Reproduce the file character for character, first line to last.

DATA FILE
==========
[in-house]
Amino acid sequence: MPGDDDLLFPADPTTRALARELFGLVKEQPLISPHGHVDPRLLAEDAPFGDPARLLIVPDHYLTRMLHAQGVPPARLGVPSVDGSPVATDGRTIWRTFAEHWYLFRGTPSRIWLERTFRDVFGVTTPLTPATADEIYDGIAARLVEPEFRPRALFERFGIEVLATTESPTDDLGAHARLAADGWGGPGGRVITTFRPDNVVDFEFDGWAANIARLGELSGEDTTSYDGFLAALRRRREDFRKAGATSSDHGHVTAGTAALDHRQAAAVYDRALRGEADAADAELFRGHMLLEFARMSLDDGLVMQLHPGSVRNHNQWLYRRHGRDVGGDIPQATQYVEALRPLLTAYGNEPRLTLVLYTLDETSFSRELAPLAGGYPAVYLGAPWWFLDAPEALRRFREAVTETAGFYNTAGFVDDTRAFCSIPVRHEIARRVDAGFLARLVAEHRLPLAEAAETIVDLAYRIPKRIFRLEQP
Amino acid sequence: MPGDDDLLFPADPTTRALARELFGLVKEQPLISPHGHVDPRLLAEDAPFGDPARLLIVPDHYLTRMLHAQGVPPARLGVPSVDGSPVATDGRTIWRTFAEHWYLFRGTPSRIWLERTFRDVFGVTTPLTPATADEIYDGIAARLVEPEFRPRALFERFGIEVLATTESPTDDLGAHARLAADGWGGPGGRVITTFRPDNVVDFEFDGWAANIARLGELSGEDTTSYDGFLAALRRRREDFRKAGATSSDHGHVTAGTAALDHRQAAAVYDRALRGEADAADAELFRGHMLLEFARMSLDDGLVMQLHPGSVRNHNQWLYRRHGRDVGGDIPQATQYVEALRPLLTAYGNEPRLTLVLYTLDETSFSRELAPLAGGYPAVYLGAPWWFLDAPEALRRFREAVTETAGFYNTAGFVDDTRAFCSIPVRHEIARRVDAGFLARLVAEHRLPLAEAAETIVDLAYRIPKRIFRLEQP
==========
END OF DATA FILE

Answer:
[in-house]
Amino acid sequence: MPGDDDLLFPADPTTRALARELFGLVKEQPLISPHGHVDPRLLAEDAPFGDPARLLIVPDHYLTRMLHAQGVPPARLGVPSVDGSPVATDGRTIWRTFAEHWYLFRGTPSRIWLERTFRDVFGVTTPLTPATADEIYDGIAARLVEPEFRPRALFERFGIEVLATTESPTDDLGAHARLAADGWGGPGGRVITTFRPDNVVDFEFDGWAANIARLGELSGEDTTSYDGFLAALRRRREDFRKAGATSSDHGHVTAGTAALDHRQAAAVYDRALRGEADAADAELFRGHMLLEFARMSLDDGLVMQLHPGSVRNHNQWLYRRHGRDVGGDIPQATQYVEALRPLLTAYGNEPRLTLVLYTLDETSFSRELAPLAGGYPAVYLGAPWWFLDAPEALRRFREAVTETAGFYNTAGFVDDTRAFCSIPVRHEIARRVDAGFLARLVAEHRLPLAEAAETIVDLAYRIPKRIFRLEQP
Amino acid sequence: MPGDDDLLFPADPTTRALARELFGLVKEQPLISPHGHVDPRLLAEDAPFGDPARLLIVPDHYLTRMLHAQGVPPARLGVPSVDGSPVATDGRTIWRTFAEHWYLFRGTPSRIWLERTFRDVFGVTTPLTPATADEIYDGIAARLVEPEFRPRALFERFGIEVLATTESPTDDLGAHARLAADGWGGPGGRVITTFRPDNVVDFEFDGWAANIARLGELSGEDTTSYDGFLAALRRRREDFRKAGATSSDHGHVTAGTAALDHRQAAAVYDRALRGEADAADAELFRGHMLLEFARMSLDDGLVMQLHPGSVRNHNQWLYRRHGRDVGGDIPQATQYVEALRPLLTAYGNEPRLTLVLYTLDETSFSRELAPLAGGYPAVYLGAPWWFLDAPEALRRFREAVTETAGFYNTAGFVDDTRAFCSIPVRHEIARRVDAGFLARLVAEHRLPLAEAAETIVDLAYRIPKRIFRLEQP